Do you miss watching weird shit in the dark with strangers? The Beacon does too.
Do you miss watching weird shit in the dark with strangers? The Beacon does too. Courtesy of The Beacon
Last week, Governor Jay Inslee announced that movie theaters in Phase 2 counties could legally reopen at 25 percent capacity. While many Seattle-area movie theaters like SIFF, Grand Illusion Cinema, and Northwest Film Forum have decided to stay closed for the time being, others like the Admiral Theater in West Seattle and AMC are venturing into these uncharted Phase 2 waters. Columbia City's tiny arthouse cinema The Beacon is among them.

Founded by Casey Moore and Tommy Swenson last July, The Beacon had not even been open a year before the pandemic hit. Seven-plus months of a government-mandated shutdown would generally spell doom for a small cinema, and yet not only has The Beacon been able to pay their bills, they also have continued to pay their four-person staff throughout the pandemic. This unexpected success was possible mainly because of the ongoing work of High Council, The Beacon's sister company, which does marketing design for feature films and television.

The nimble, tight-knit Beacon crew say they collectively decided to reopen to Seattle moviegoers this weekend after considering Inslee's latest updates. "It was a matter of feeling good about not being forced into making this decision," Swenson told me this week.

The 25 percent capacity mandate allows for about two people per row, or 12 people total in The Beacon's single theater. They plan on only hosting two showings a day, spaced at least three hours apart, to make time for thorough cleaning and air recirculation. Masks will be required at all times as the state requires, except for when you're shoving snacks down your throat.

They've also carved out space each week for private movie rentals for people who don't quite feel comfortable breathing the same air as strangers after all these months. "We feel pretty confident that it's as safe as anything else you're going to do in the world right now," said Moore.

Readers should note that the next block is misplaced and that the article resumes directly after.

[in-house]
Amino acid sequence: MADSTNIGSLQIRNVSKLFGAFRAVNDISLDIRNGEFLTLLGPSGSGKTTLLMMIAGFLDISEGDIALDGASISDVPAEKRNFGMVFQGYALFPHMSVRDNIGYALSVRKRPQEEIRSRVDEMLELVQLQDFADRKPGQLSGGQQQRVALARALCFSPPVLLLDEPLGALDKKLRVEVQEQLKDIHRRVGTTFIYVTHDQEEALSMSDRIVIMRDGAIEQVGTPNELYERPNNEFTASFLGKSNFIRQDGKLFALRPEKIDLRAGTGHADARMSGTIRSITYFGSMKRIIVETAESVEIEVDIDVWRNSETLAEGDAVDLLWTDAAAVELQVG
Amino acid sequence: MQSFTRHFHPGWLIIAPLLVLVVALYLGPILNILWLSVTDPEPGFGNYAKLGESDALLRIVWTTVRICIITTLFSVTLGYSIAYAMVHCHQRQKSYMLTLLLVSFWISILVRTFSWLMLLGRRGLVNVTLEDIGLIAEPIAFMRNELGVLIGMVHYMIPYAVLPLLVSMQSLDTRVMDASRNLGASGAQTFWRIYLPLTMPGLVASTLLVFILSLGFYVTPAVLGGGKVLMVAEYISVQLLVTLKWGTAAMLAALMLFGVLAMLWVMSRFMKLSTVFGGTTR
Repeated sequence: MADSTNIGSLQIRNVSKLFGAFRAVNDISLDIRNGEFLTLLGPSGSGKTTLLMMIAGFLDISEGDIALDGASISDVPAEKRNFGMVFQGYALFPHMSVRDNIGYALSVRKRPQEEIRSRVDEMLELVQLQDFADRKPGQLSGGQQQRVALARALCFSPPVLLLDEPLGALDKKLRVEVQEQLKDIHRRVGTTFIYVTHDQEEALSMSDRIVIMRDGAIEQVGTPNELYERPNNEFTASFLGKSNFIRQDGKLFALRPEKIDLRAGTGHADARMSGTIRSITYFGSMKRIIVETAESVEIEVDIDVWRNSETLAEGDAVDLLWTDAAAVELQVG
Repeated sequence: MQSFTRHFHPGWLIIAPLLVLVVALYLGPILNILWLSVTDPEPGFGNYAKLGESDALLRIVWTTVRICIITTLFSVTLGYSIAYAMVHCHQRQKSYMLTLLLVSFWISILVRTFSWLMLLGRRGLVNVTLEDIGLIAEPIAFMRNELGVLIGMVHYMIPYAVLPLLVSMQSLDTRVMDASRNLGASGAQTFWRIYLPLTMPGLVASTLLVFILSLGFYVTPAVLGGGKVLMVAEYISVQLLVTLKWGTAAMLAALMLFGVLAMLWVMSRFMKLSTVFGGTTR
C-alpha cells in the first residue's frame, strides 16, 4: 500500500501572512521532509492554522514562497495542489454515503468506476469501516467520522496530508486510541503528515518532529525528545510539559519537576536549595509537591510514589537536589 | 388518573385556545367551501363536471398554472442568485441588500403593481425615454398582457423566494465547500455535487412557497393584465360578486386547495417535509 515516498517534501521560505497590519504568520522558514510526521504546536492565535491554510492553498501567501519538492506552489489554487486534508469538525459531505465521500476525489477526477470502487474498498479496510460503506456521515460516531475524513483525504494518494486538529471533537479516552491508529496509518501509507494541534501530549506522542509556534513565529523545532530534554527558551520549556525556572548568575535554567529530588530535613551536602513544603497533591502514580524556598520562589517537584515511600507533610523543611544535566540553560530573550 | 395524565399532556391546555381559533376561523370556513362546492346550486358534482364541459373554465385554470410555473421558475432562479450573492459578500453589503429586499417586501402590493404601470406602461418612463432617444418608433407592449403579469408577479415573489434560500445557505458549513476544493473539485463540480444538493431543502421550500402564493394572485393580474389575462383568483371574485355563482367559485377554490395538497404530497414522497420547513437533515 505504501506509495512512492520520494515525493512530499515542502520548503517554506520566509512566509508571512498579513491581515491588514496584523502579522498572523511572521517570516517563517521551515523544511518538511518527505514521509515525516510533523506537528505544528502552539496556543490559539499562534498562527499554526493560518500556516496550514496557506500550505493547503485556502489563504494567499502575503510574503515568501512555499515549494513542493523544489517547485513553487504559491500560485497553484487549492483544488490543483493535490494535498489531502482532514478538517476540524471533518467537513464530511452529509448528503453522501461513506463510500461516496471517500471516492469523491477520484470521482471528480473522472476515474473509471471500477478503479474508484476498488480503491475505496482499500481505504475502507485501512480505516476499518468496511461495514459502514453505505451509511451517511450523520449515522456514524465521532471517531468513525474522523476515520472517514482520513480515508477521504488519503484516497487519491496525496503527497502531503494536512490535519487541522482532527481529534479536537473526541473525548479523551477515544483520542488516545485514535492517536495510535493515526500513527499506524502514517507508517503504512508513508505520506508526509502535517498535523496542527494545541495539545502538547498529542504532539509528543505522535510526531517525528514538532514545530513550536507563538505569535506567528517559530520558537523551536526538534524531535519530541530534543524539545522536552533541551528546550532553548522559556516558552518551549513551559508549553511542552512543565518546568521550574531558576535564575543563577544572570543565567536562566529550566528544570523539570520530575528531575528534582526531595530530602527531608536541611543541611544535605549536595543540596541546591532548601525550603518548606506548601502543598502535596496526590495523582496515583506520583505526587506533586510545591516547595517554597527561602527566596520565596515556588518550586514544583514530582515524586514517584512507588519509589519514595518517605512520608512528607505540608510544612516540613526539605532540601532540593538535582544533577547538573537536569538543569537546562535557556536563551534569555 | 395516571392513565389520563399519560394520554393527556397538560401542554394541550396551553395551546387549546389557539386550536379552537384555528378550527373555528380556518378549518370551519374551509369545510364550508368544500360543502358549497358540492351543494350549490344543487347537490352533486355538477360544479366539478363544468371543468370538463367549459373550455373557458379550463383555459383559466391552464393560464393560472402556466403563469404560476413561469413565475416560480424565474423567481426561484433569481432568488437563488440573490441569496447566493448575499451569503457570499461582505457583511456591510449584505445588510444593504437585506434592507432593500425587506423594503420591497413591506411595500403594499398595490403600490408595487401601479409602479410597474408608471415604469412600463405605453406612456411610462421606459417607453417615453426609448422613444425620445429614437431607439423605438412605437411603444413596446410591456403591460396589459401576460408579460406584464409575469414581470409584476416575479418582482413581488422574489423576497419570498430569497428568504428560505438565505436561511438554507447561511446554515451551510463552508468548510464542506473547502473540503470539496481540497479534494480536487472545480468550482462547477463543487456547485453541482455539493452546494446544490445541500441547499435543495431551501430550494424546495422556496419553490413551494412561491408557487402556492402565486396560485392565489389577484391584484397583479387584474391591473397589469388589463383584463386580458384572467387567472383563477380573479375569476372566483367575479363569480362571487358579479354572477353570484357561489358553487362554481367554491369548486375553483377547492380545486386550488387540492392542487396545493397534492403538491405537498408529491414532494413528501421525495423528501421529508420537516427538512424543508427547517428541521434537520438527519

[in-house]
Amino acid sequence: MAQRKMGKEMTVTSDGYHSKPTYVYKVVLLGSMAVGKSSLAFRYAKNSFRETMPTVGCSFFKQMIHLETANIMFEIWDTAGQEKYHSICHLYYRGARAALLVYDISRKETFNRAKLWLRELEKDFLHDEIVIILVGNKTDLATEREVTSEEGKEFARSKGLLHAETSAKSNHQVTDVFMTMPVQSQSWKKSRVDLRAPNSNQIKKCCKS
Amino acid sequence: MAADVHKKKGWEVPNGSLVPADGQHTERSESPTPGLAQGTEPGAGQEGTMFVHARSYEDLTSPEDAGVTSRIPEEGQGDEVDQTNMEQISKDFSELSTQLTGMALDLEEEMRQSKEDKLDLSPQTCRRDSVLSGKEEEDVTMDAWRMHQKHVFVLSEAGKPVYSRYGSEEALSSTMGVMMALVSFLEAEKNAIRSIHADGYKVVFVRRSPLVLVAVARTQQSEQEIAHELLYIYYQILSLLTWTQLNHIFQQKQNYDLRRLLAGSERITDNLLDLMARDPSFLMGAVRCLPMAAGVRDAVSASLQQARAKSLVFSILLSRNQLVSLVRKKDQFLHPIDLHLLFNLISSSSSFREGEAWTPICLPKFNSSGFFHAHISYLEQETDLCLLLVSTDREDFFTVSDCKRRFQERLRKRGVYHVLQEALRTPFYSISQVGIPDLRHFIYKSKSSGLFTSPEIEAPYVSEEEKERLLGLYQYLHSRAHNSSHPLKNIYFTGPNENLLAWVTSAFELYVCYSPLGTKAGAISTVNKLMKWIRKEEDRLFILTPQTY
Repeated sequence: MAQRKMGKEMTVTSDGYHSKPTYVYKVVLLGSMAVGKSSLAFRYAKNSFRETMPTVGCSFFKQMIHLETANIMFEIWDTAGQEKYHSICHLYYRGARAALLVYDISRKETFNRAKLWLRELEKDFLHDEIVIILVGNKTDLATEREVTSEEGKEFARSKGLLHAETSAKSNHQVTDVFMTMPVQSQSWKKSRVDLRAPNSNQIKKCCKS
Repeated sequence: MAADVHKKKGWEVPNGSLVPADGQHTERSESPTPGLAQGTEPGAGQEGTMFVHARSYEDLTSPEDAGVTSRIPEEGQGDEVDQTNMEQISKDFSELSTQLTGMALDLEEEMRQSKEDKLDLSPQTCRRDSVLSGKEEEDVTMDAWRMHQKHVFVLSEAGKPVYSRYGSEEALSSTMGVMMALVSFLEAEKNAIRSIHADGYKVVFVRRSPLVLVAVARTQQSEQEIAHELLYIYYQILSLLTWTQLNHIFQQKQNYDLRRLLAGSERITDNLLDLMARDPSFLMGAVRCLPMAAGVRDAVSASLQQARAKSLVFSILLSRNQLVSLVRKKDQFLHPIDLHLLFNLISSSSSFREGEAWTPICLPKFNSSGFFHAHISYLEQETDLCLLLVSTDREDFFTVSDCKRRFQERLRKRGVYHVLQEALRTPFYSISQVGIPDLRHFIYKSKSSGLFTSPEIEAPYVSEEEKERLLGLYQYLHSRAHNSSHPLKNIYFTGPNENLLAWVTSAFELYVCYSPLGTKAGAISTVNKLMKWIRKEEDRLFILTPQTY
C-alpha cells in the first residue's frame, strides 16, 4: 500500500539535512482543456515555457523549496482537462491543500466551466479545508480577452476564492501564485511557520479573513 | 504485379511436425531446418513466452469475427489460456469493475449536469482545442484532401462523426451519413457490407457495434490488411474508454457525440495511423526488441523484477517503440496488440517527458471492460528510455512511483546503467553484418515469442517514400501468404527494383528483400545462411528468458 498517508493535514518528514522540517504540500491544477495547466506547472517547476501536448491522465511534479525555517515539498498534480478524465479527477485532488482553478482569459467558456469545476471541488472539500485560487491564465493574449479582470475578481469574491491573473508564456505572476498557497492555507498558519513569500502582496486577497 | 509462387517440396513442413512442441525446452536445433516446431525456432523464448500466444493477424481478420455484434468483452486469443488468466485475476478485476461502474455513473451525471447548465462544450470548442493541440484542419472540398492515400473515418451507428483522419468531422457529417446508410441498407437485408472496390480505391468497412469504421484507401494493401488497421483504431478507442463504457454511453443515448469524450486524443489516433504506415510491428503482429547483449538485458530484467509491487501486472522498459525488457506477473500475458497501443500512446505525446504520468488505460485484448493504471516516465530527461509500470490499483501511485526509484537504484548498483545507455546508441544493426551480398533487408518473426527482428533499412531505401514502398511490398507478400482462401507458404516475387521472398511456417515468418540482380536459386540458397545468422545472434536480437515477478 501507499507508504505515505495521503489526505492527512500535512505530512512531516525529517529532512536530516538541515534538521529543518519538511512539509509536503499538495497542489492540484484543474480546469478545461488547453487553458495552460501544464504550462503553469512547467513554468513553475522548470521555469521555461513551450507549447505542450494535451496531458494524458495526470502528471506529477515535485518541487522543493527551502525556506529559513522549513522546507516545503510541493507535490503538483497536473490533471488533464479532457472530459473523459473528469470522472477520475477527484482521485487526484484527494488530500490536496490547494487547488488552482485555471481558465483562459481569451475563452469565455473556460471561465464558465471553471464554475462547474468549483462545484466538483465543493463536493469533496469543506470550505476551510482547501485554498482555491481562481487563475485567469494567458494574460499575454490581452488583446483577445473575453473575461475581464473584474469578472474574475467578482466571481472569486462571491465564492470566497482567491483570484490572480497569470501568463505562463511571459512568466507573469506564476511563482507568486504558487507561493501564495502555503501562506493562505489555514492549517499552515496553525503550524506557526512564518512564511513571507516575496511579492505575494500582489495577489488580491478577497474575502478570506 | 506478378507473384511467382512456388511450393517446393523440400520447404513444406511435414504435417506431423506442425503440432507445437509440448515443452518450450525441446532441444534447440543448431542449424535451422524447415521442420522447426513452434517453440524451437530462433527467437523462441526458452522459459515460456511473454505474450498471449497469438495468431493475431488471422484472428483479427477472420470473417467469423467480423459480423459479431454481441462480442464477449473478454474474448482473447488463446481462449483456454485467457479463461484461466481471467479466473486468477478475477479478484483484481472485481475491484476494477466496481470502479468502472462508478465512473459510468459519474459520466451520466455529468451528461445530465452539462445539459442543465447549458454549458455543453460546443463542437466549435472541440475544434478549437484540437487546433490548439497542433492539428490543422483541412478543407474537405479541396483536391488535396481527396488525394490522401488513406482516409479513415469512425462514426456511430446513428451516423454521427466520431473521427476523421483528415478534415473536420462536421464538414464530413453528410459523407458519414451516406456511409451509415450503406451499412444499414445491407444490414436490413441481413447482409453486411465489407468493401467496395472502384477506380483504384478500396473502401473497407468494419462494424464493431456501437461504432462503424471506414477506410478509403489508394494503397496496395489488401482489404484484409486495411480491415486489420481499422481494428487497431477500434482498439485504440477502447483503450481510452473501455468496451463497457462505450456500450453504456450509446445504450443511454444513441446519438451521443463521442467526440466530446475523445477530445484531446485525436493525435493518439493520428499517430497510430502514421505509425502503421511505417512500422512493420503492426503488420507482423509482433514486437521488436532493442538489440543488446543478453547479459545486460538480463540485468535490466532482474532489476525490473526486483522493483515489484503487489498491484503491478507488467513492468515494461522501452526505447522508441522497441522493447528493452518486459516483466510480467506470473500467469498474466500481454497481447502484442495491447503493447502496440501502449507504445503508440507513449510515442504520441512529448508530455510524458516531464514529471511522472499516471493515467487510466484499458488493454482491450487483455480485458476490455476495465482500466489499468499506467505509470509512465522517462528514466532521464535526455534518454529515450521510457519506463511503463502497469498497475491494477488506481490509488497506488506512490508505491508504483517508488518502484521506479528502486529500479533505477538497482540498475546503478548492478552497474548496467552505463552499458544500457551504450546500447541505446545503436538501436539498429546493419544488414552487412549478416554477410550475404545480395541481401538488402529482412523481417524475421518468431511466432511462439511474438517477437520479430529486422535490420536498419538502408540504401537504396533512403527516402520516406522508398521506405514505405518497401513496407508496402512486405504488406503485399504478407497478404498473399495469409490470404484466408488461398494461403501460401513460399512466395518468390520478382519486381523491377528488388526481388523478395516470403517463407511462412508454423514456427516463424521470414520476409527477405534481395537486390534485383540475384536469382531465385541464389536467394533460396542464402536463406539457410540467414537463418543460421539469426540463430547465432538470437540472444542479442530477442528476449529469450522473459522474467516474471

The months off also allowed them to work on projects that they couldn't get to when they first opened. So, in addition to making improvements to adhere to state reopening requirements, the revamped Beacon also includes better soundproofing, an upgraded lobby with new lights, a rearranged lounge, and the addition of a second bathroom.

Moore said they are "ever closer to the movie theater of our dreams." Beer will still be on tap. Staff will safely serve popcorn. And there are new, giant tubs of plants out front, along with trellises that have jasmine growing up them.

Previously, The Beacon had focused their efforts on curating a fun and obscure selection of movies, emphasizing radical perspectives. That's staying the same, and they told me they're doing a series of "mystery movies" where patrons only get a short, vague description of what they're about to see: Best One-Armed Revenge Double Feature, Best Australian Gothic Horror Movie, Best Movie About Teenage Girls Starting a Band, and so on.

Moore said they hope this approach will create more excitement. It also fits their brand. "We feel like in the time that we were open, The Beacon did a pretty good job at carving out an identity of showing cool offbeat deep cuts, weird stuff, fun movies," said Swenson. "We want to make sure that we don't just come back and show Back to the Future... We want to keep The Beacon cool."

Both Moore and Swenson emphasized that their decision to reopen The Beacon came out of a deep-seated belief that people should experience movies in a movie theater. Though they weighed setting up a streaming site like other smaller venues have done (with success, I might add), they ultimately decided against it. Instead, The Beacon will focus on this new era of screening movies IRL.

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"[Hollywood is] not going to work [film distribution] out in a way that prioritizes movie theaters, so it's really going to be on independent venues to reimagine what the future is going to be in terms of screening movies," he said. "We're super excited to be a part of building what that's going to be."

And, as Moore notes, they're just testing the waters with their reopening.

"We're not committing to anything," he said. "We're seeing how this goes."

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